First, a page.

North Korea Suspected to have Raked in more than $200 Million in Bitcoin

Suzette Paulsen

March 5, 2018 5:27 pm

North Korea Suspected to have Raked in more than $200 Million in Bitcoin | Coindelite News
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Cyber threat expert said North Korea might be using Virtual Coin markets to inject Cash into Flagging Economy.

North Korea seems to have collected around $200 million in digital cryptocurrency transactions last year, diminishing the impact stringent international sanctions over its nuclear and missiles programme.

Priscilla Moriuchi, a former US National Security Agency officer, revealed in an interview with Radio Free Asia, the massive haul of an estimated 11,000 Bitcoins.

It would have made $210 million if the authorities had monetized them when the price peaked in mid-December; however, that value has reduced to $120m by January.

It is believed by Ms.Moriuchi, who works for cyber threat intelligence firm Recorded Future, that cryptocurrency was acquired through mining or hacking.

According to financial security experts, North Korea is injecting cash into its hailing economy by using virtual coin markets that are grappling under the burden of severe international transactions.

“I would bet that these coins are being turned into something – currency or physical goods – that are supporting North Korea’s nuclear and ballistic missile programme,” Ms. Moriuchi told Vox.com.

The North Korean regime has already been blamed for some of the intrepid cyber crimes.  In December, the US confirmed that it was behind May’s WannaCry ransomware attack, which affected more than 230,000 computers in over 150 countries.

Noth Korean hackers are also held responsible for devastating the wealth of the Bank of Bangladesh in 2015, transferring about $81 million into bank accounts in the Philippines.

There is evidence which states that hacker cells probably have operational hubs in different foreign locations. Ms. Moriuchi told the Telegraph in a December interview that Recorded Future was probing whether North Korean hackers were operating out of several countries that included China and India.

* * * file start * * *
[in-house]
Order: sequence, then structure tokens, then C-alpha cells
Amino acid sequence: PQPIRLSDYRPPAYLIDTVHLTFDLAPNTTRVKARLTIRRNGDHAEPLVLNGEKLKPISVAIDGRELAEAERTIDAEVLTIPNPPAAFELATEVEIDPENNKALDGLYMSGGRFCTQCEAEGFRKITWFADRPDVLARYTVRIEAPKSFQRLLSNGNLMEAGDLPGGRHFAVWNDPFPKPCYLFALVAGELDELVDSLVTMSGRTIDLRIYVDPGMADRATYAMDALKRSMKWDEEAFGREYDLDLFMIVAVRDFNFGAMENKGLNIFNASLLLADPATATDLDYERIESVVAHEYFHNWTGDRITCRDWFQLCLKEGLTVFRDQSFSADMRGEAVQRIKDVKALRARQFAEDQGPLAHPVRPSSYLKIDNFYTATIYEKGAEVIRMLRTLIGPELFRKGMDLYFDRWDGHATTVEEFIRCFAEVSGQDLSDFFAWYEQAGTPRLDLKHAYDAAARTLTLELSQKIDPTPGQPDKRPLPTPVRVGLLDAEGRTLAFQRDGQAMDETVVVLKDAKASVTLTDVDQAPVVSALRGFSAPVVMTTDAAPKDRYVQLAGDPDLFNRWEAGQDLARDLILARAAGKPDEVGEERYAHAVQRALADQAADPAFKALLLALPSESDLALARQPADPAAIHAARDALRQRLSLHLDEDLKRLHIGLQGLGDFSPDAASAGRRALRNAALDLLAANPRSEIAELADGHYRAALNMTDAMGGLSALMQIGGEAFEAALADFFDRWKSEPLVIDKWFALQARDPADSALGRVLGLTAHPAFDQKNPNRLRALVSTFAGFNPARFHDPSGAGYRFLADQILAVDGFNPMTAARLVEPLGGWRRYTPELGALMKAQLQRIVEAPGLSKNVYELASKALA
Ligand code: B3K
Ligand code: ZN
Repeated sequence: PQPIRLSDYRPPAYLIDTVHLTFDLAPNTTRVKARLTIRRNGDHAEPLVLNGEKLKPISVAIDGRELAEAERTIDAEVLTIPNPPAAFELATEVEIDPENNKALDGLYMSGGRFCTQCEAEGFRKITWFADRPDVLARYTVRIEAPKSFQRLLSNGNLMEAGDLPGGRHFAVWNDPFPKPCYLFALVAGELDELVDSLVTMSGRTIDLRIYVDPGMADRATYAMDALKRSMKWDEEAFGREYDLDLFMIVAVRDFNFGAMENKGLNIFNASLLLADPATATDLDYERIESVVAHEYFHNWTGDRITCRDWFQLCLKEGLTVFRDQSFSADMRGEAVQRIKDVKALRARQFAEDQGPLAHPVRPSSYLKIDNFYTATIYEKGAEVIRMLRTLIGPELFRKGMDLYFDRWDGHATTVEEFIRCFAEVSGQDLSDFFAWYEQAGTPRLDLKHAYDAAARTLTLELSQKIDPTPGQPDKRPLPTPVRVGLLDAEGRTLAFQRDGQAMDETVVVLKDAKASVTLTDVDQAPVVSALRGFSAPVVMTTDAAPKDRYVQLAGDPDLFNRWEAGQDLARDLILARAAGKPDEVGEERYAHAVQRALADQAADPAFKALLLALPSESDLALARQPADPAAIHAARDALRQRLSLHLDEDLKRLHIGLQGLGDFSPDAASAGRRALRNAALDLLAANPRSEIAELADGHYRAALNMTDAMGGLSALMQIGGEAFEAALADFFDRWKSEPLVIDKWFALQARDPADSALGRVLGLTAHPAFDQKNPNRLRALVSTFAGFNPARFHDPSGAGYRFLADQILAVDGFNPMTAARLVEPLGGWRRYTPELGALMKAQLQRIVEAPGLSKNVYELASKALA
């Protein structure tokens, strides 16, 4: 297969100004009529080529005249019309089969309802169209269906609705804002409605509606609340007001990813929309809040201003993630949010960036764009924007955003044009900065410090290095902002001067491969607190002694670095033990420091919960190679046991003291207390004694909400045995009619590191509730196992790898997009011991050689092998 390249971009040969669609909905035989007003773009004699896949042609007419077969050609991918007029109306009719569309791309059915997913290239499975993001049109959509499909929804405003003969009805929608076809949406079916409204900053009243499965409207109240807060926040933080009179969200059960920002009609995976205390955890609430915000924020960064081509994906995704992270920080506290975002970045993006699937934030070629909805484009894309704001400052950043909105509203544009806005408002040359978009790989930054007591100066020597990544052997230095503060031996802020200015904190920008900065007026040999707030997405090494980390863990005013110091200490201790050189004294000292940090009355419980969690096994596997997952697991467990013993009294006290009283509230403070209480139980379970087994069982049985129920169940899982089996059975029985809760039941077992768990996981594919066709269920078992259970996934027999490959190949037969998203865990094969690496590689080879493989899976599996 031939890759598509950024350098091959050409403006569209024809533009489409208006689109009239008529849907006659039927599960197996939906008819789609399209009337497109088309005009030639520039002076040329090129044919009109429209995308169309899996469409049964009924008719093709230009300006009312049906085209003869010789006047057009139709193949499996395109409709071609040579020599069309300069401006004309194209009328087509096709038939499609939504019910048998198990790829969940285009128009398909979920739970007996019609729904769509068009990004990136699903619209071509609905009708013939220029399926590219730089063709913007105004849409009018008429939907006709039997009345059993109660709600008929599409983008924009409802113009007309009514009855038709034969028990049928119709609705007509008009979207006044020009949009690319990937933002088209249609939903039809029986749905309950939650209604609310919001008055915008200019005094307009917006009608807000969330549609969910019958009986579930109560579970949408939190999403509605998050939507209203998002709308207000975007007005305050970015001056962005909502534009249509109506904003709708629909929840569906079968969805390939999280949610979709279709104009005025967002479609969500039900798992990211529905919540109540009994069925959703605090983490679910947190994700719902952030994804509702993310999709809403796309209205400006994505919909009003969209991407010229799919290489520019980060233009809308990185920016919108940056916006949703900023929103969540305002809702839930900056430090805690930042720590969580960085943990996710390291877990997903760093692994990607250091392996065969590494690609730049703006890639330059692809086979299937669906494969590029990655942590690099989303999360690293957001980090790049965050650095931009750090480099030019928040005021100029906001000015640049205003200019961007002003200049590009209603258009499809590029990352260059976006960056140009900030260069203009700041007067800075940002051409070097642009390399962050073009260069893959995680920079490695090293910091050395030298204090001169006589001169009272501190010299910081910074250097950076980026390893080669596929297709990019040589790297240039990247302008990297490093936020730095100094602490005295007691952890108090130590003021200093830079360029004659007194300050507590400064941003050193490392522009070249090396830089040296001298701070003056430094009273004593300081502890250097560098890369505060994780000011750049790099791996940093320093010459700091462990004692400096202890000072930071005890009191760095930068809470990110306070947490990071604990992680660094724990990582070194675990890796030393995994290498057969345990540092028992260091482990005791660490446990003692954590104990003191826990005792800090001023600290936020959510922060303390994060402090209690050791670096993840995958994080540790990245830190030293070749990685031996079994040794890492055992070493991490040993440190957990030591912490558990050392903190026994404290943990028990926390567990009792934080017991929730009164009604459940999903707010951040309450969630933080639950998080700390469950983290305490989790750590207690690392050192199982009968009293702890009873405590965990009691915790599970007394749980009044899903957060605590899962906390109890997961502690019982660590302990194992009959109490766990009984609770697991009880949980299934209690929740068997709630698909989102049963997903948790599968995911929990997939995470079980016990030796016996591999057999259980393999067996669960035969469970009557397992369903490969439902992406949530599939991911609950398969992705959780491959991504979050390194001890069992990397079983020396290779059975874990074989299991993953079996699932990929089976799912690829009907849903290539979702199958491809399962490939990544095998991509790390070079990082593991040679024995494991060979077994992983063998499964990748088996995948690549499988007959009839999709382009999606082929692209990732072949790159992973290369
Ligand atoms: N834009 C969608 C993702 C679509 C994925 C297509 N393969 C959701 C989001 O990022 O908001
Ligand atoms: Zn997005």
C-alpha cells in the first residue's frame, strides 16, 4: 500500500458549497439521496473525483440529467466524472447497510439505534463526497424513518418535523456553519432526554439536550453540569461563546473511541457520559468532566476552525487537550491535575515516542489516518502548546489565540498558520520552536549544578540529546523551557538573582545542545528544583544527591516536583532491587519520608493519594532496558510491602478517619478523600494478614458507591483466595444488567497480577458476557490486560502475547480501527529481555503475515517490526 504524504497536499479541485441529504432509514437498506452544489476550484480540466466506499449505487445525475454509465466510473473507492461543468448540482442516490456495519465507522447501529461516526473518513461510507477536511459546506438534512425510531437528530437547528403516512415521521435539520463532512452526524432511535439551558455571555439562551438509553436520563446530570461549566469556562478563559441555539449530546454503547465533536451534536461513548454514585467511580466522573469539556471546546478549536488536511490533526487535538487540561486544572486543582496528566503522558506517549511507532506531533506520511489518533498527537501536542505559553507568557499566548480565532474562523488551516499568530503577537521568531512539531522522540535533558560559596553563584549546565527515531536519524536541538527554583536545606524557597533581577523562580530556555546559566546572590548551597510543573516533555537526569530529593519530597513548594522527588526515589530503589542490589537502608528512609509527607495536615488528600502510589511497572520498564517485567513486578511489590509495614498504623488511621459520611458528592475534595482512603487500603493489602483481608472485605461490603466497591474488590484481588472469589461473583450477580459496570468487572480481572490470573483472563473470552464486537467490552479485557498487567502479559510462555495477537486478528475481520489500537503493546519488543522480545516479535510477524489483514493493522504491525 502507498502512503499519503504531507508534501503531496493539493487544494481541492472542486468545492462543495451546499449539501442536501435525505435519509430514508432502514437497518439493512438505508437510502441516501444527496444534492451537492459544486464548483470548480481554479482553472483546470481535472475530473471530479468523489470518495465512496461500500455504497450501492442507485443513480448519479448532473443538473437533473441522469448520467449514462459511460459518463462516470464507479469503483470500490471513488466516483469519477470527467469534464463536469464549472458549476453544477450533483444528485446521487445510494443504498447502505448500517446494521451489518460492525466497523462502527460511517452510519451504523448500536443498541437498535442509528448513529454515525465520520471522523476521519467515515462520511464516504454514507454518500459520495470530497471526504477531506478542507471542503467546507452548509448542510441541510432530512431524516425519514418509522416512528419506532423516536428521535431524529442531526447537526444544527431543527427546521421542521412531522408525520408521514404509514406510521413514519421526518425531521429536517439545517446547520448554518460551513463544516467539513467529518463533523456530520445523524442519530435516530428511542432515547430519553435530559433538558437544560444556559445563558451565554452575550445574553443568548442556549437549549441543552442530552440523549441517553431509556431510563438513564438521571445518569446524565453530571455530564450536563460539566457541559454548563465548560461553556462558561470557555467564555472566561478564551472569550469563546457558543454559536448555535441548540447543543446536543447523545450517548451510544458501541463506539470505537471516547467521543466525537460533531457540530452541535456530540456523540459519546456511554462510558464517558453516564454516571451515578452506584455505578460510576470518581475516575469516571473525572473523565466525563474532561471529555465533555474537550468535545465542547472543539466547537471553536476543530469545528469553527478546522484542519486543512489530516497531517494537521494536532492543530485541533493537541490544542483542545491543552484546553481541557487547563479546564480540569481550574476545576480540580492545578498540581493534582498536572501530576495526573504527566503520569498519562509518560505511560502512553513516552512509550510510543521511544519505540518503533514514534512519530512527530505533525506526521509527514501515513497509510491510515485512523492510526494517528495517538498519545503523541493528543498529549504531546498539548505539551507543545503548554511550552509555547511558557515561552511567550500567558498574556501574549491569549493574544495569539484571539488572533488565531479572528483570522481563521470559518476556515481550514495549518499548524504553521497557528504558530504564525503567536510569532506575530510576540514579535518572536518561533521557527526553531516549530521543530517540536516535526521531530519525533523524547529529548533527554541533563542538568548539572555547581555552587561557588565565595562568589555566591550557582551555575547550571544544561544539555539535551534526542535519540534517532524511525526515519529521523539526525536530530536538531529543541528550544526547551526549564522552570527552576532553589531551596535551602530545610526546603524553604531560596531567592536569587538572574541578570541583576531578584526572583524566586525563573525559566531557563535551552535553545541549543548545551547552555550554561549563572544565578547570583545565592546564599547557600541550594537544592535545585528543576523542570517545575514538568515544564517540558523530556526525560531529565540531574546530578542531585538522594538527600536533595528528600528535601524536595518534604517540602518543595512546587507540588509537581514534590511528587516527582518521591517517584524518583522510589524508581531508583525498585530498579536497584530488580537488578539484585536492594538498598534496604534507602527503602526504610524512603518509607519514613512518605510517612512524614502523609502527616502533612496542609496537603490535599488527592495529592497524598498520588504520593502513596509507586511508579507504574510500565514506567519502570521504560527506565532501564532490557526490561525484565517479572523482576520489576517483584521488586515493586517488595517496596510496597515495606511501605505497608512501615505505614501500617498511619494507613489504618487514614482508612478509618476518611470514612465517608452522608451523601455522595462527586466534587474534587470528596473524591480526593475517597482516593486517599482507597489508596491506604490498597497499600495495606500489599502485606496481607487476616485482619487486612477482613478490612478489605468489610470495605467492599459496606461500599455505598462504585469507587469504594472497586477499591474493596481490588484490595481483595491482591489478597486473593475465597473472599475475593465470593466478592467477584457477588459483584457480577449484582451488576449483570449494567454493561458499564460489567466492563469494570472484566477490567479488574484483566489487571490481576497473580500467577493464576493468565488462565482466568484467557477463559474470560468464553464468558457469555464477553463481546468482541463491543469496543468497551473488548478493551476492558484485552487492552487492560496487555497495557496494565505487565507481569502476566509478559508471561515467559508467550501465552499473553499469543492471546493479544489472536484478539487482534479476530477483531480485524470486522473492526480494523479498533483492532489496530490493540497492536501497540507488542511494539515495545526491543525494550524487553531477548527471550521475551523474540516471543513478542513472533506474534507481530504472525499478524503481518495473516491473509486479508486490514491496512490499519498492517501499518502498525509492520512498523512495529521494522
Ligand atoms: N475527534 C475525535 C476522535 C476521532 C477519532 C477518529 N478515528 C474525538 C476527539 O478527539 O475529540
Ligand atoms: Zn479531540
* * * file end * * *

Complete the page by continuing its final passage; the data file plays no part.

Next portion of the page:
In December, suspected hackers from North Korea raided a South Korean cryptocurrency exchange and stole at least $7m worth digital currency forcing a company named You bit into bankruptcy.

It was reported in November that the Pyongyang University of Science and Technology was teaching a specialized cryptocurrency course.

Experts have asked customers who deal with cryptocurrency to be alert about the anonymity and lose regulations that are involved with cryptocurrency which offers authorities of countries like North Korea more opportunities to profit from crime.

Jeremy Samide, the cybersecurity expert, mentioned that it is easier to trade within weapons, drugs and illicit goods using cryptocurrencies. North Korea is accused of using the digital money to sell arms and buy oil from Iran and Libya.

Moriuchi believes that the international community must increase regulations on cryptocurrency exchanges.

“That helps create a paper trail we can use to identify North Korean accounts and how North Korea is moving these currencies,” she told Vox.com.